Texas Rangers starting pitcher Colby Lewis, left, discuses a call with home plate umpire Eric Cooper during the second inning of a baseball game against the Los Angeles Angels in Arlington, Texas, Saturday, Oct. 3, 2015.
ARLINGTON, Texas – The signs were all there Saturday for what was supposed to be a celebration of the first America League West crown for the Texas Rangers since 2011.
Instead the signs that ended the game were ones that were seen in the 2011 World Series and 2012 regular-season collapse.
Texas couldn’t protect a four-run lead in the ninth inning against Los Angeles as the Angels rallied for an improbable 11-10 win that left the Rangers faithful having the kinds of flashbacks they’d rather not.
It also left Texas players in the clubhouse a little stunned too.
"What do you think?" outfielder Josh Hamilton responded when asked if he was stunned."A fun game to be a part of, a tough game to be on the losing end of. They did a good job of not giving up, not quitting. We didn’t think they would. You know the caliber of players they have and they’re going to fight to the end just like we do. It’s a tough one."
An awfully tough one on a day the clubs combined to use 18 pitchers in a game that lasted 4 hours, 6 minutes. It was the final 30 the Rangers would like to have back.
Texas manager Jeff Banister went to closer Shawn Tolleson to open the ninth inning. It marked the fifth-straight day Tolleson had pitched and it showed. Erick Aybar and Kole Calhoun each homered off him to start the frame, cutting the Texas lead to 10-8 and prompting manager Jeff Banister to go to Ross Ohlendorf as he had already used Sam Dyson, Keone Kela and Jake Diekman.
That move didn’t work either though. After getting two outs with a runner at second, Ohlendorf allowed four-consecutive singles, with C.J. Cron, Carlos Perez and Johnny Giavotella driving in runs. Giavotella’s gave the Angels the lead and sent the game to the bottom of the ninth.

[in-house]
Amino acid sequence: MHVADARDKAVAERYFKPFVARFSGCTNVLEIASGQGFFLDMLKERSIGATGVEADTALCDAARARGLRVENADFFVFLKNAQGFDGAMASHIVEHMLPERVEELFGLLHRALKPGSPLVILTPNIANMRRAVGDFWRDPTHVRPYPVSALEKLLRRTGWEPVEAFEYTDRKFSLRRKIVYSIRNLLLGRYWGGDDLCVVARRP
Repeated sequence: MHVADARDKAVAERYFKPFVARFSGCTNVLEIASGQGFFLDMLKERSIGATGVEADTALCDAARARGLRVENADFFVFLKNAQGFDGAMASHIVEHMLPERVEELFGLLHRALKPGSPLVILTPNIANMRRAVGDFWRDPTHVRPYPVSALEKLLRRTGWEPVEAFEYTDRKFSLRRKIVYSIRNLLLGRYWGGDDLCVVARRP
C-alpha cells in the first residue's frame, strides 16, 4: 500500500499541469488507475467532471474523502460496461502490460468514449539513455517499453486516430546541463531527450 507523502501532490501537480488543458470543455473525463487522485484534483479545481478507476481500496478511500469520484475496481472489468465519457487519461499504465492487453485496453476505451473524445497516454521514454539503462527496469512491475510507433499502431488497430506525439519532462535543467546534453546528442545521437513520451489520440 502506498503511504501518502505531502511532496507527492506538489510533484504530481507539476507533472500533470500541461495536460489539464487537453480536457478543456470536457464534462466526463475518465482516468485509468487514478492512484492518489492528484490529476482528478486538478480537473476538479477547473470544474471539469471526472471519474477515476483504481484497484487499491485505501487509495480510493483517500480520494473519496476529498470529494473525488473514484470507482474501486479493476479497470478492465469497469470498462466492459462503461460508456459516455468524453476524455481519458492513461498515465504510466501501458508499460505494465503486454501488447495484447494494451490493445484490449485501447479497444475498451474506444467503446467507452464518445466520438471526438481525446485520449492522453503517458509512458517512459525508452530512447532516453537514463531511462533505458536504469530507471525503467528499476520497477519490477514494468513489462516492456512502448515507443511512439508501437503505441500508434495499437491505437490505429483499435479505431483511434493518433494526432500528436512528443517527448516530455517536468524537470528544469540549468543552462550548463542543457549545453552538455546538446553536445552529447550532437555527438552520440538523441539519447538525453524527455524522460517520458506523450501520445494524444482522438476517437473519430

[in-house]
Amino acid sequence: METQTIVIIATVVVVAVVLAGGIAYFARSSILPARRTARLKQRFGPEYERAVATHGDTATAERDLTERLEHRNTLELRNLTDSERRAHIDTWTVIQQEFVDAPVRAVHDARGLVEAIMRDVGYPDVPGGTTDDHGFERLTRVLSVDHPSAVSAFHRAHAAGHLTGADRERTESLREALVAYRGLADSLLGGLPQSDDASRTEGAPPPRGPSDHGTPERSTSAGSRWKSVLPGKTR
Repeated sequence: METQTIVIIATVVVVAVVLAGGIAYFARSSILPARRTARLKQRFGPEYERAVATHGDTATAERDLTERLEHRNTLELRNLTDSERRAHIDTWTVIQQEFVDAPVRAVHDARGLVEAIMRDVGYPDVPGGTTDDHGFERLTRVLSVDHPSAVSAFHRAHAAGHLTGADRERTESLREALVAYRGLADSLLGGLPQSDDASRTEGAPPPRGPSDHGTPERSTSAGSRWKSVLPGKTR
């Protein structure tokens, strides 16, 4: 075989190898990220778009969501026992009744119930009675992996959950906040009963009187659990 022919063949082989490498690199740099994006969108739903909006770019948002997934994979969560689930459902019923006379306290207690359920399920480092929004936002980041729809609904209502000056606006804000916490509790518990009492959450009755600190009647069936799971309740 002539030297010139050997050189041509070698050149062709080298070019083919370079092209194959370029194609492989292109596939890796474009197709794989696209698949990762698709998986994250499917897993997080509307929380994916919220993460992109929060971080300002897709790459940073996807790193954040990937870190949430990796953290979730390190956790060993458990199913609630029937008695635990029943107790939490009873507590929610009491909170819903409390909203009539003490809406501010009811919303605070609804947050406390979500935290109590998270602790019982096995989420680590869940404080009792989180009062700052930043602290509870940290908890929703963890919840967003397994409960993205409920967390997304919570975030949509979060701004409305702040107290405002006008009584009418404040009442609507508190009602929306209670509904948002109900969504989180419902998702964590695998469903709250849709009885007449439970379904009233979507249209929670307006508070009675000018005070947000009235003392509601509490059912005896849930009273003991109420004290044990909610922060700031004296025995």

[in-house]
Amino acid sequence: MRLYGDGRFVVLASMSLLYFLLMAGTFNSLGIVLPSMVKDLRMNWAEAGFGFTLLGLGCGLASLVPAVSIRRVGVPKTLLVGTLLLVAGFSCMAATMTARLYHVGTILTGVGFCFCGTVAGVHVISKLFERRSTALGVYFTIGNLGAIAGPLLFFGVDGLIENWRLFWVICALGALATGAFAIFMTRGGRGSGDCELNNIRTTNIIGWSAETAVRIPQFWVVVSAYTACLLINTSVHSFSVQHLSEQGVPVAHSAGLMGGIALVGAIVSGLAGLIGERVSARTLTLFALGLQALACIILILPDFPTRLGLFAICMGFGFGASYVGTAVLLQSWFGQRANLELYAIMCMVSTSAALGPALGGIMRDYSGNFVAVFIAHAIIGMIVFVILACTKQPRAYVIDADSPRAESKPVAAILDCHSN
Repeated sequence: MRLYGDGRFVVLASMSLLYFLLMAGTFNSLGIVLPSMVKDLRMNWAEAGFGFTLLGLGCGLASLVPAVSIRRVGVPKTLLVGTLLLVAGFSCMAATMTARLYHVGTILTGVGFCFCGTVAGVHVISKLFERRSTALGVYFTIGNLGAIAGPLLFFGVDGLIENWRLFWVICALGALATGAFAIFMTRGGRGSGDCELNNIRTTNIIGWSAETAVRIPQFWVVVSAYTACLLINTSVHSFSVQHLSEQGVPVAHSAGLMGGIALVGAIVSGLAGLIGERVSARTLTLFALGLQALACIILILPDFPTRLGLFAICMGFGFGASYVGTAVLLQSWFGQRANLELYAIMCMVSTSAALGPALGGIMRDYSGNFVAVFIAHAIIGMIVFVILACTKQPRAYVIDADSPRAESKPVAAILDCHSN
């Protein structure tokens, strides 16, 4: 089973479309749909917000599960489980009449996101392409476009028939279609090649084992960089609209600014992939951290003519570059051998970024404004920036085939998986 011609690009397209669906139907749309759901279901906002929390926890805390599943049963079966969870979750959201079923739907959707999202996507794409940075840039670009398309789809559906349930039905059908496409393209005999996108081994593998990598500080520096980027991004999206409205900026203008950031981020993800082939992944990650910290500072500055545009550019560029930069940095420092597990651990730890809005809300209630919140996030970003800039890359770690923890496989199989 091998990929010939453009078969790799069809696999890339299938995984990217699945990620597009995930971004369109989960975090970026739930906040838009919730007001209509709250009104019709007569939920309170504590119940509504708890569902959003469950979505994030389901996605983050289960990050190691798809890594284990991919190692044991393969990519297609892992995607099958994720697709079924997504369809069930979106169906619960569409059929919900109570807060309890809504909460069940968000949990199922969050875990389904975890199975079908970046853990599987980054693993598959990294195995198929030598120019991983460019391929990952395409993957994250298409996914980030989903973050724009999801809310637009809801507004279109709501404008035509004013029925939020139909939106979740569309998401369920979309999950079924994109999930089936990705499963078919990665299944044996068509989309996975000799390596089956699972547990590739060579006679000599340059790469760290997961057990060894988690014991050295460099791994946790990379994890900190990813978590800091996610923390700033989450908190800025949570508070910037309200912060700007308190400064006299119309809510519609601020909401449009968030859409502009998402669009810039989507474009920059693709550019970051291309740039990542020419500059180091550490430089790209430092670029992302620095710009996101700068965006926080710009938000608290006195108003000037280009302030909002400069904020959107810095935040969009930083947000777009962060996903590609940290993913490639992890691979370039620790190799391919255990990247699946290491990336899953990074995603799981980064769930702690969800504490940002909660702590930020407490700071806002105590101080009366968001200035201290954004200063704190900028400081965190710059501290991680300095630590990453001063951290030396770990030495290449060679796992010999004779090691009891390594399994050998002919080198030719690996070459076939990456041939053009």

That’s where it ended in a fitting fashion as Elvis Andrus, who singled with two outs, was called out at second base after he overslid the bag. The Rangers then headed to a clubhouse that had been cleared for what was supposed to be a postgame celebration of a division title.
It wasn’t supposed to be that way but the Rangers couldn’t put away a Los Angeles team that had 17 hits against a club-record nine pitchers.
Banister pushed what he thought was the right bullpen buttons late, but it didn’t happen.
"As things unfolded we were a strike away three different times, a broken bat in there too," he said."I felt like Ohlendorf made some good pitches. In those situations good pitches aren’t good enough. You’ve got to execute pitches. I felt like they got just enough on the ball and they singled us and came away with the W."
The strike-away comment brings back bad memories to 2011 for Rangers fans. And the memories that Saturday was supposed to create were different.
Texas rallied from a 5-1 deficit with four runs in the bottom of the fifth. After the Angels took a 6-5 lead in the top of the sixth, the mood turned festive in the bottom of the inning as the Rangers scored three times to grab an 8-6 lead.
The euphoria carried over into the seventh when Hamilton, who was cast away by the Angels in April, smacked his second homer of the game. Then Rougned Odor added to the fun with another homer, giving the Rangers a 10-6 lead.
The Angels had all but waved the flag too, going with Mat Latos and Jo-Jo Reyes in the eighth inning. Latos signed with the Angels Monday because the team needed arms and Reyes hadn’t pitched in the majors since 2011 before Saturday.
Of course all that ended when the Rangers couldn’t get through the ninth.
"I felt like the ball was really coming out well" said Ohlendorf."I felt like my fastball and slider were both really good. I’ve got to find a way to get the last three outs there. They did a good job hitting, but I need to get them out there."